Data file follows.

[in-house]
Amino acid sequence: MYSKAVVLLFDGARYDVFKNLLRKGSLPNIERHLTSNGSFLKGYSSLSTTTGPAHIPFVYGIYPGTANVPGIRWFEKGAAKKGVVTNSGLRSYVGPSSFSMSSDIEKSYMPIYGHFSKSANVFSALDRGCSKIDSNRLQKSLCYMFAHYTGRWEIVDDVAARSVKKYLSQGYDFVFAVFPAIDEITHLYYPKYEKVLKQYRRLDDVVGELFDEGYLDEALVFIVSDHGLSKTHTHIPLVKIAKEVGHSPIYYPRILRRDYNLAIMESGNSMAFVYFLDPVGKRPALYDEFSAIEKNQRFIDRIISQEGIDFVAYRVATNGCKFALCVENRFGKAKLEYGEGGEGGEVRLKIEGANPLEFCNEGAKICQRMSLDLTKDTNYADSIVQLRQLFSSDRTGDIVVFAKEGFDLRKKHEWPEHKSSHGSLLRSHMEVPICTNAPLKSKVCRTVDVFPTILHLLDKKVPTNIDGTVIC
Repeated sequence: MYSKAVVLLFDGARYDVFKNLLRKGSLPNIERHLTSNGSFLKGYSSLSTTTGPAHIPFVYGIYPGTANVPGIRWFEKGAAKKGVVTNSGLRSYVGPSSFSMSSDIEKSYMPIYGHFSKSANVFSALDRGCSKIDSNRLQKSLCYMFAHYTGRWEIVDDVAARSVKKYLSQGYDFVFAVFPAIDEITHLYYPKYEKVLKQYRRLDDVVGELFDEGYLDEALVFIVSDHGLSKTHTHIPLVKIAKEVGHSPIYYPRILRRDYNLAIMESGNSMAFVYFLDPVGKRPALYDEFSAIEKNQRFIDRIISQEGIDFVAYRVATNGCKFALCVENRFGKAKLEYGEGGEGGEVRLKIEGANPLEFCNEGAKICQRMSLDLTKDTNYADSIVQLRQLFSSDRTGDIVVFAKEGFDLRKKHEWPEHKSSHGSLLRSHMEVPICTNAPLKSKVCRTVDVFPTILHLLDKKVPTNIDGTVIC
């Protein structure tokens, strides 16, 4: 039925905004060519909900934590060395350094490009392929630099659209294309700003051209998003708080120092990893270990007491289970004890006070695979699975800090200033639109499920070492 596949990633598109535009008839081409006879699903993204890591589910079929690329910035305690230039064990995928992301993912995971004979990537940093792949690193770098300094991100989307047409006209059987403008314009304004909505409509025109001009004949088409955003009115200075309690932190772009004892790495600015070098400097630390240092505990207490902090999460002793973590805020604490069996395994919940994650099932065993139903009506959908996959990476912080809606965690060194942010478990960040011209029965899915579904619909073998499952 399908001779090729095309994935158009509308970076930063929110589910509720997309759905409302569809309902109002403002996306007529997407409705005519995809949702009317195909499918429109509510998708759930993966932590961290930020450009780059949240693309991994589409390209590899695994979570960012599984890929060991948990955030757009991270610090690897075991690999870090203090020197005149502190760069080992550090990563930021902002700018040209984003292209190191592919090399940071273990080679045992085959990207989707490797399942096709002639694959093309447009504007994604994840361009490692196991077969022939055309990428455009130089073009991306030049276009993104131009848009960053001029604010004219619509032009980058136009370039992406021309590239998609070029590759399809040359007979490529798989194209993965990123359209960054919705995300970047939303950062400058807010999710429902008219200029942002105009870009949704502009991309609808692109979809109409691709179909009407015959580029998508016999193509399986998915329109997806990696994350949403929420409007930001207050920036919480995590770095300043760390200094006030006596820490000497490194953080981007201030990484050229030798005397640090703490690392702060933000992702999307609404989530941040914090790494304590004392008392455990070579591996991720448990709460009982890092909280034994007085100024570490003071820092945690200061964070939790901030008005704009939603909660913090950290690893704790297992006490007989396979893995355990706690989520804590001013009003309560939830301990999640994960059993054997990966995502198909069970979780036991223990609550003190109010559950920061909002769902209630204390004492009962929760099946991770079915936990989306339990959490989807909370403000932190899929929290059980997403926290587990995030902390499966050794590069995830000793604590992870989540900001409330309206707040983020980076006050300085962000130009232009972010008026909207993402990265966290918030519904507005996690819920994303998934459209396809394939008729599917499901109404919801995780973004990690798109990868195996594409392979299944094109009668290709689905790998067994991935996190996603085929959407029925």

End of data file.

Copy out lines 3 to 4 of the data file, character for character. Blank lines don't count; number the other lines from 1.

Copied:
Repeated sequence: MYSKAVVLLFDGARYDVFKNLLRKGSLPNIERHLTSNGSFLKGYSSLSTTTGPAHIPFVYGIYPGTANVPGIRWFEKGAAKKGVVTNSGLRSYVGPSSFSMSSDIEKSYMPIYGHFSKSANVFSALDRGCSKIDSNRLQKSLCYMFAHYTGRWEIVDDVAARSVKKYLSQGYDFVFAVFPAIDEITHLYYPKYEKVLKQYRRLDDVVGELFDEGYLDEALVFIVSDHGLSKTHTHIPLVKIAKEVGHSPIYYPRILRRDYNLAIMESGNSMAFVYFLDPVGKRPALYDEFSAIEKNQRFIDRIISQEGIDFVAYRVATNGCKFALCVENRFGKAKLEYGEGGEGGEVRLKIEGANPLEFCNEGAKICQRMSLDLTKDTNYADSIVQLRQLFSSDRTGDIVVFAKEGFDLRKKHEWPEHKSSHGSLLRSHMEVPICTNAPLKSKVCRTVDVFPTILHLLDKKVPTNIDGTVIC
């Protein structure tokens, strides 16, 4: 039925905004060519909900934590060395350094490009392929630099659209294309700003051209998003708080120092990893270990007491289970004890006070695979699975800090200033639109499920070492 596949990633598109535009008839081409006879699903993204890591589910079929690329910035305690230039064990995928992301993912995971004979990537940093792949690193770098300094991100989307047409006209059987403008314009304004909505409509025109001009004949088409955003009115200075309690932190772009004892790495600015070098400097630390240092505990207490902090999460002793973590805020604490069996395994919940994650099932065993139903009506959908996959990476912080809606965690060194942010478990960040011209029965899915579904619909073998499952 399908001779090729095309994935158009509308970076930063929110589910509720997309759905409302569809309902109002403002996306007529997407409705005519995809949702009317195909499918429109509510998708759930993966932590961290930020450009780059949240693309991994589409390209590899695994979570960012599984890929060991948990955030757009991270610090690897075991690999870090203090020197005149502190760069080992550090990563930021902002700018040209984003292209190191592919090399940071273990080679045992085959990207989707490797399942096709002639694959093309447009504007994604994840361009490692196991077969022939055309990428455009130089073009991306030049276009993104131009848009960053001029604010004219619509032009980058136009370039992406021309590239998609070029590759399809040359007979490529798989194209993965990123359209960054919705995300970047939303950062400058807010999710429902008219200029942002105009870009949704502009991309609808692109979809109409691709179909009407015959580029998508016999193509399986998915329109997806990696994350949403929420409007930001207050920036919480995590770095300043760390200094006030006596820490000497490194953080981007201030990484050229030798005397640090703490690392702060933000992702999307609404989530941040914090790494304590004392008392455990070579591996991720448990709460009982890092909280034994007085100024570490003071820092945690200061964070939790901030008005704009939603909660913090950290690893704790297992006490007989396979893995355990706690989520804590001013009003309560939830301990999640994960059993054997990966995502198909069970979780036991223990609550003190109010559950920061909002769902209630204390004492009962929760099946991770079915936990989306339990959490989807909370403000932190899929929290059980997403926290587990995030902390499966050794590069995830000793604590992870989540900001409330309206707040983020980076006050300085962000130009232009972010008026909207993402990265966290918030519904507005996690819920994303998934459209396809394939008729599917499901109404919801995780973004990690798109990868195996594409392979299944094109009668290709689905790998067994991935996190996603085929959407029925």